Linux LSOF Command - Explained with Examples
- Linux LSOF Command - Explained with Examples
The lsof command stands for List Open Files and shows open files and which process uses them.
Also, Since Linux sees every object as a file, such as devices, directories, etc., unidentified open files prevent users from modifying them.
Here at LinuxAPT, we shall look into the usage of the LSOF command.
The general syntax of this command is given below:
$ lsof [option]
Here, you can replace "option" with any of the options that are available with this command.
Here, we will be using the LSOF command in Linux for simply listing down all of the open files with the below command:
Running this command without any options prints the details about all the currently opened files on the terminal.
In this example, we will use the LSOF command to print the details about all the open files belonging to a particular Linux user since a Linux system can have multiple users at the same time.
The below command will do the job:
$ lsof –u system
The LSOF command with the "-u" flag followed by the username prints all the open files belonging to the specified user.
Here, we wanted to print the open files belonging only to the Linux user named "system". You can replace it with the username of the user whose open files you wish to list down.
All the open files belonging to the specified user of our Linux system will be displayed.
In this example, we intend to print all the open files that are associated with a specific process ID.
The below command for instance when executed will do the job:
$ lsof –p 1129
Whenever the LSOF command is paired up with the "-p" flag followed by a particular process ID, then all the open files associated with that particular process ID are printed on the terminal.
You can replace "1129" with the process ID of the process whose associated open files you want to print.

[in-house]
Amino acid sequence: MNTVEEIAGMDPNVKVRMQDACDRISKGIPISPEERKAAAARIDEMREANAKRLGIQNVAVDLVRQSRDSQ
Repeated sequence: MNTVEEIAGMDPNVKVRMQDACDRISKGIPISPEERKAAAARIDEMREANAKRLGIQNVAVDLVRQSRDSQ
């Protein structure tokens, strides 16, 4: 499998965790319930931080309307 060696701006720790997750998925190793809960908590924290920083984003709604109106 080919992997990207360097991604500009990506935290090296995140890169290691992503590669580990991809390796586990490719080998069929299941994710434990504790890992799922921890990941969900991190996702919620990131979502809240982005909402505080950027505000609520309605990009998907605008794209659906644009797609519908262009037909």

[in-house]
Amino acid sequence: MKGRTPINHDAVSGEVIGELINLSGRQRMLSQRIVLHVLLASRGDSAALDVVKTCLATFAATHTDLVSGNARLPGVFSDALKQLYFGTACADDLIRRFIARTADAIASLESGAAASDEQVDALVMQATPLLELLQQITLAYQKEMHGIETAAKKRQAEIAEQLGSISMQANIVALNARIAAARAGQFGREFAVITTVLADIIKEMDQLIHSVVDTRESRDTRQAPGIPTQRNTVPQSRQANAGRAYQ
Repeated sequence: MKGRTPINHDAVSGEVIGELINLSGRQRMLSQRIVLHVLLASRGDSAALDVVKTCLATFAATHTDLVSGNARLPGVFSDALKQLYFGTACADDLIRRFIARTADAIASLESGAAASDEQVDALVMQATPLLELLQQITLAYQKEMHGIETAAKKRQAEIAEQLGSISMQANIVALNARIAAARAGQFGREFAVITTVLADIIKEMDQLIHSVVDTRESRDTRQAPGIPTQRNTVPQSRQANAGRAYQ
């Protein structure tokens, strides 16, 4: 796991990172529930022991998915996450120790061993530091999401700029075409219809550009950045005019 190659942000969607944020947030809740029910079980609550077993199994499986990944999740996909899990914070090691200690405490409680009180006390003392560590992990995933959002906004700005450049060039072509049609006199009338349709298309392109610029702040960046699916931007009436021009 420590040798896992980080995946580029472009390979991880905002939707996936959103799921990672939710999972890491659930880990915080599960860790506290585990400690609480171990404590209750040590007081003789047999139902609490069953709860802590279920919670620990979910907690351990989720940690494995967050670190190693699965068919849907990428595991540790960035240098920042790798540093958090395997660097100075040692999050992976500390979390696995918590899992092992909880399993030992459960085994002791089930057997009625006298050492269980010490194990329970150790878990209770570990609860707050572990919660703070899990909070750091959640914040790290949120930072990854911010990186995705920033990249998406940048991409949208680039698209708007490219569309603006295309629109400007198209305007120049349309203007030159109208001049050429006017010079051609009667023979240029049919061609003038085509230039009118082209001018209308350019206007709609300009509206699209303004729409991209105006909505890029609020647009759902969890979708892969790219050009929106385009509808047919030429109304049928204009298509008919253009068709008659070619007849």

All the open files associated with the specified process ID of our Linux system will be displayed.
Now, we simply want to list down all those open files that are associated with the parent processes in Linux. The below command will do the Job:
$ lsof –R
The "-R" flag is used with the LSOF command for listing all the open files associated only with the parent processes in Linux.
All the open files associated with the parent processes of our Linux system will be displayed.
In this case, we will list down all the open files associated with the network connections of Linux that follow a particular protocol such as TCP or UDP. The below LSOF command will be helpful:
$ sudo lsof –i tcp
This command requires "sudo" privileges to execute. Moreover, you can simply replace "tcp" with "udp" if you want to display all the open files associated with this particular protocol.
All the open files of our Linux system belonging to the specified protocol will be displayed.
This article covers the usage of the LSOF command in Linux. In fact, With lsof, you can find different processes locking up a file or directory, a process listening on a port, a user's process list, what all files a process is locking.
lsof isn't available by default on most Linux distributions but can be easily installed. So Use the below command to install lsof:
1. For CentOS / RHEL / Fedora, run the below command:
$ sudo yum install lsof
2. For CentOS/RHEL 8, you can use the DNF command:
$ sudo dnf install lsof
3. For Ubuntu / Debian, run the below command:
$ sudo apt install lsof
You can get a summarized list of lsof supported options using -? or -h flag:
$ lsof -?